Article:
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Performance Charts – Crosswind and Headwind Component Charts

by Flight Learnings

in Aircraft Performance

Every aircraft is tested according to Federal Aviation Administration (FAA) regulations prior to certification. The aircraft is tested by a pilot with average piloting skills in 90° crosswinds with a velocity up to 0.2 VSO or two-tenths of the aircraft’s stalling speed with power off, gear down, and flaps down. This means that if the stalling speed of the aircraft is 45 knots, it must be capable of landing in a 9-knot, 90° crosswind. The maximum demonstrated crosswind component is published in the AFM/POH. The crosswind and headwind component chart allows for figuring the headwind and crosswind component for any given wind direction and velocity.

Sample Problem 10

Runway………………………………………………………………..17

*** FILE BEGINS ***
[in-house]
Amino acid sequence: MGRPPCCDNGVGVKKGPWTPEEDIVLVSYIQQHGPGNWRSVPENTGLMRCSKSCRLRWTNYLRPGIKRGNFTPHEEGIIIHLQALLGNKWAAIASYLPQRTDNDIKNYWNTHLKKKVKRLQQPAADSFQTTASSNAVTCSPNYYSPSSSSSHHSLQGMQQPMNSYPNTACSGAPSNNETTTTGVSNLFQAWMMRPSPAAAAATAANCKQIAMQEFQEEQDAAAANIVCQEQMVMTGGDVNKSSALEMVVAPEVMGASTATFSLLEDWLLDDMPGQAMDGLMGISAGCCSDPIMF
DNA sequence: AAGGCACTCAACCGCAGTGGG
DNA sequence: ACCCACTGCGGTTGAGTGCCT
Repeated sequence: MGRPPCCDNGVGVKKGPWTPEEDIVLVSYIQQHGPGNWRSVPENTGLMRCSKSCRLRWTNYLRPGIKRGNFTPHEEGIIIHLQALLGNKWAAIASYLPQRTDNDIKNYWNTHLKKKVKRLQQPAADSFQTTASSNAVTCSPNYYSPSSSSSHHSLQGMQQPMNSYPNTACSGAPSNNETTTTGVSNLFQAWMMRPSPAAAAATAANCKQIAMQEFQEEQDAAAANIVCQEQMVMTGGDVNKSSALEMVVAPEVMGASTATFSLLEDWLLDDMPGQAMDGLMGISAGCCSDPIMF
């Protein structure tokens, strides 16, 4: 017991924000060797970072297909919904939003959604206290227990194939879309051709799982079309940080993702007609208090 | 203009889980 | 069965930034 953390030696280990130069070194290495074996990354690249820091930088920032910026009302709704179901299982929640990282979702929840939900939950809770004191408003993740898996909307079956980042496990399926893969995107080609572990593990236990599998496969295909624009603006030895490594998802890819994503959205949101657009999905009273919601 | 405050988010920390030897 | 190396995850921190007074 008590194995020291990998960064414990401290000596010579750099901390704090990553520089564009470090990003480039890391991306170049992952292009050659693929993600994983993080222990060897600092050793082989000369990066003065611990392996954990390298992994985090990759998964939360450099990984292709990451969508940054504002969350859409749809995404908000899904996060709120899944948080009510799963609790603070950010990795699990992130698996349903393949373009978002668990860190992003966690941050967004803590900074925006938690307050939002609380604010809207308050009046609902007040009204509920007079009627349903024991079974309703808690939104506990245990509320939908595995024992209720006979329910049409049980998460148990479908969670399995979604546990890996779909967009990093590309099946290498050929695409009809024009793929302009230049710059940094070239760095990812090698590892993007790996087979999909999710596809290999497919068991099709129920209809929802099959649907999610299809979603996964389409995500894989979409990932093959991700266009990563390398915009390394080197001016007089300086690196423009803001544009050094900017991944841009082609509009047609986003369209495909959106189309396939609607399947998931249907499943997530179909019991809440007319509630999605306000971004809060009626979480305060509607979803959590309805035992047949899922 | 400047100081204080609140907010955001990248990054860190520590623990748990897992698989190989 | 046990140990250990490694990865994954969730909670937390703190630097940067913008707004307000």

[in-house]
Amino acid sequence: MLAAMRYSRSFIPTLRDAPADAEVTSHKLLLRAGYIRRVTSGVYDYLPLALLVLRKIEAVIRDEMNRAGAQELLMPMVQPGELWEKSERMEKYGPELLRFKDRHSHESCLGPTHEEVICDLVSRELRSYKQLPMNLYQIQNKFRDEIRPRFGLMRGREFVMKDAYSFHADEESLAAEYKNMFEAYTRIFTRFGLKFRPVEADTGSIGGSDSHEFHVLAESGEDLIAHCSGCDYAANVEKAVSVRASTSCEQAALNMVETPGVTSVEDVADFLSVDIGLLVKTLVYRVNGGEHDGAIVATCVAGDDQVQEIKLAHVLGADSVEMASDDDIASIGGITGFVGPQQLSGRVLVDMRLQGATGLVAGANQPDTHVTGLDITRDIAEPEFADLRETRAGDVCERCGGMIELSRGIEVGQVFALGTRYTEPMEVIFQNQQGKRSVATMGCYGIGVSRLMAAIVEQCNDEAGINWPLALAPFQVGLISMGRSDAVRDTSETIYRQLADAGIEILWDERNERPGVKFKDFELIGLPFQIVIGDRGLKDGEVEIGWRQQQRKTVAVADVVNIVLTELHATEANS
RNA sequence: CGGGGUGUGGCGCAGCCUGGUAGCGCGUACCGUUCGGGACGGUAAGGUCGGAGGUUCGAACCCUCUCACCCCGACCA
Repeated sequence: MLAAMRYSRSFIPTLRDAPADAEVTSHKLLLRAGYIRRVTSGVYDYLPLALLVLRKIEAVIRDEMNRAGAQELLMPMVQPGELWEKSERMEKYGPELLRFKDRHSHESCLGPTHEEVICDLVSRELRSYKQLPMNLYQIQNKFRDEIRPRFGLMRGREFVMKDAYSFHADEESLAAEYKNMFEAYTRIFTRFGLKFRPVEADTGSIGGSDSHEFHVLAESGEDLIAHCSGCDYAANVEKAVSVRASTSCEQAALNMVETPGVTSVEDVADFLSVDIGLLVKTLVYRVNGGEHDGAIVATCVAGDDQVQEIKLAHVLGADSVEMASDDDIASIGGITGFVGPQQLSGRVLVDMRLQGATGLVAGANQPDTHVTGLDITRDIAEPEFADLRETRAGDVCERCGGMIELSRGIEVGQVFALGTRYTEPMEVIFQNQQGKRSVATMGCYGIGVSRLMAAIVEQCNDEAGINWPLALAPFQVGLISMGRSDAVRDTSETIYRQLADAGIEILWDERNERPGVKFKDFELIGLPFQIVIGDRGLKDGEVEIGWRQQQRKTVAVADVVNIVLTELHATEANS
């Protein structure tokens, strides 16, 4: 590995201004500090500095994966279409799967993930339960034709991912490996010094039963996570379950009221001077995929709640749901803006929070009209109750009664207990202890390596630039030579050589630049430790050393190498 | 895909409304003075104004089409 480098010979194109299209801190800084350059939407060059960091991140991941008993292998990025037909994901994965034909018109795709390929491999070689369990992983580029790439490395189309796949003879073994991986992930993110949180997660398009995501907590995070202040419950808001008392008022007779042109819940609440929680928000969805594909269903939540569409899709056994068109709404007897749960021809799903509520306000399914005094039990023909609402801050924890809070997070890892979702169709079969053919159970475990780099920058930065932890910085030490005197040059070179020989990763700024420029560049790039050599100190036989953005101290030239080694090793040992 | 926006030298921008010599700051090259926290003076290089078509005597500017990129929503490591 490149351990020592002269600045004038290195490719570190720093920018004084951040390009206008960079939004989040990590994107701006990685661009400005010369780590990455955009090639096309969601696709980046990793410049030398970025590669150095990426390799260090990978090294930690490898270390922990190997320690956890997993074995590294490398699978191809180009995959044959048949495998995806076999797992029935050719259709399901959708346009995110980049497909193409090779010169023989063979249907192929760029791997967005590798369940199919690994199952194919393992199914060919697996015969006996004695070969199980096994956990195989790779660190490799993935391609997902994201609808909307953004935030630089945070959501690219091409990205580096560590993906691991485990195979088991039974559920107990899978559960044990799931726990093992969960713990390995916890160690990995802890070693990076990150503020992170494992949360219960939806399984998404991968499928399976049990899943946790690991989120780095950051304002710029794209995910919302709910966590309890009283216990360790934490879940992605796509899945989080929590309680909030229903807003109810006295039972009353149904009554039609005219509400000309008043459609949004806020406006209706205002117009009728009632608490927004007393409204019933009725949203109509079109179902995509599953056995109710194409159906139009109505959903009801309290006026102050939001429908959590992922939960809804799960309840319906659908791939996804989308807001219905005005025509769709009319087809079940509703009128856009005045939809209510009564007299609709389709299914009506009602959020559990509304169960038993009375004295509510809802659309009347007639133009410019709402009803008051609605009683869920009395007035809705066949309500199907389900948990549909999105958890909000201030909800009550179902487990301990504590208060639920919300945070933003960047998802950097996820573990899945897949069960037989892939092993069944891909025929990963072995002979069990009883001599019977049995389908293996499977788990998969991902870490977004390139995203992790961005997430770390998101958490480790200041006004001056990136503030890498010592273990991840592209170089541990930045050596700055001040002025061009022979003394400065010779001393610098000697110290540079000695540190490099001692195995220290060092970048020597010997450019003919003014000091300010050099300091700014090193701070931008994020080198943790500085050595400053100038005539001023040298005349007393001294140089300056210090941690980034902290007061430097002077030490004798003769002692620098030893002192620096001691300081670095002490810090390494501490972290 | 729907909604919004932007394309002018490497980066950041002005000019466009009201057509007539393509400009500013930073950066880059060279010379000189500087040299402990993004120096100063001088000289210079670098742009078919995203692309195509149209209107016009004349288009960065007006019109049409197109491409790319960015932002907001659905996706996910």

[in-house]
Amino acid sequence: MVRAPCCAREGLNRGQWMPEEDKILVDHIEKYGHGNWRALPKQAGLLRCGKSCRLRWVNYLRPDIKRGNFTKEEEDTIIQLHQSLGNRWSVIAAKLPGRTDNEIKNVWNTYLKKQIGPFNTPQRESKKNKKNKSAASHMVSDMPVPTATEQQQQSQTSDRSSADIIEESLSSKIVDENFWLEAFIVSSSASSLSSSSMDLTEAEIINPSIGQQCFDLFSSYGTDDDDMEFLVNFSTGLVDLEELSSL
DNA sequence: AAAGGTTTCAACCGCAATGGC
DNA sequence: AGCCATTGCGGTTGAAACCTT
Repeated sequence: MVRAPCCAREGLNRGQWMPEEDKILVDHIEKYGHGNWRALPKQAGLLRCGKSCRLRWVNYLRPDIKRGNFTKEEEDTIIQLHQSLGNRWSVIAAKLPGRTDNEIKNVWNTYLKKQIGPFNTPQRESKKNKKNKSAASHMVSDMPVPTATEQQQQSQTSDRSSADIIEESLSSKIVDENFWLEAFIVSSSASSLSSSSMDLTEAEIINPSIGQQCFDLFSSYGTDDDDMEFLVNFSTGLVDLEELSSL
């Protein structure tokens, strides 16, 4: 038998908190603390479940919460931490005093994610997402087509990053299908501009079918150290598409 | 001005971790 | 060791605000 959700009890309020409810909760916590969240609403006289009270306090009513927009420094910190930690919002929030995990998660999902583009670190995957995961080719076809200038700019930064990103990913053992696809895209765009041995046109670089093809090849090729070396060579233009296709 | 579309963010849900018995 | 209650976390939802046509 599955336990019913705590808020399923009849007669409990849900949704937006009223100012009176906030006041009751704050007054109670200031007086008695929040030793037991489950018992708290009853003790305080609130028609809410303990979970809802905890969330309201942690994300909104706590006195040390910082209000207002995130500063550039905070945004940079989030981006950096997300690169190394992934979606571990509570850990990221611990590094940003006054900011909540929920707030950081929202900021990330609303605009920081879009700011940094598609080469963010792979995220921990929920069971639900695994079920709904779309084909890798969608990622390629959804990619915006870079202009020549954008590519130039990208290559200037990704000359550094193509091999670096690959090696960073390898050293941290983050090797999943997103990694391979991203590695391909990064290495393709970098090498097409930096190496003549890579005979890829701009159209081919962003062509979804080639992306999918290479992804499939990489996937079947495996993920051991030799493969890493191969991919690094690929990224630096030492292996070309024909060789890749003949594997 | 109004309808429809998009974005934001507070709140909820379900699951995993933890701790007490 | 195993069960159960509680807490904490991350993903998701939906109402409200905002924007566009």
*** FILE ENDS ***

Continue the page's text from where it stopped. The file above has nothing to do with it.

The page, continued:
Wind………………………………………………..140° at 25 knots

Refer to Figure 10-30 to solve this problem. First, determine how many degrees difference there is between the runway and the wind direction. It is known that runway 17 means a direction of 170°; from that subtract the wind direction of 140°. This gives a 30° angular difference, or wind angle. Next, locate the 30° mark and draw a line from there until it intersects the correct wind velocity of 25 knots. From there, draw a line straight down and a line straight across. The headwind component is 22 knots and the crosswind component is 13 knots. This information is important when taking off and landing so that, first of all, the appropriate runway can be picked if more than one exists at a particular airport, but also so that the aircraft is not pushed beyond its tested limits.

Figure 10-30. Crosswind component chart.

Figure 10-30. Crosswind component chart.

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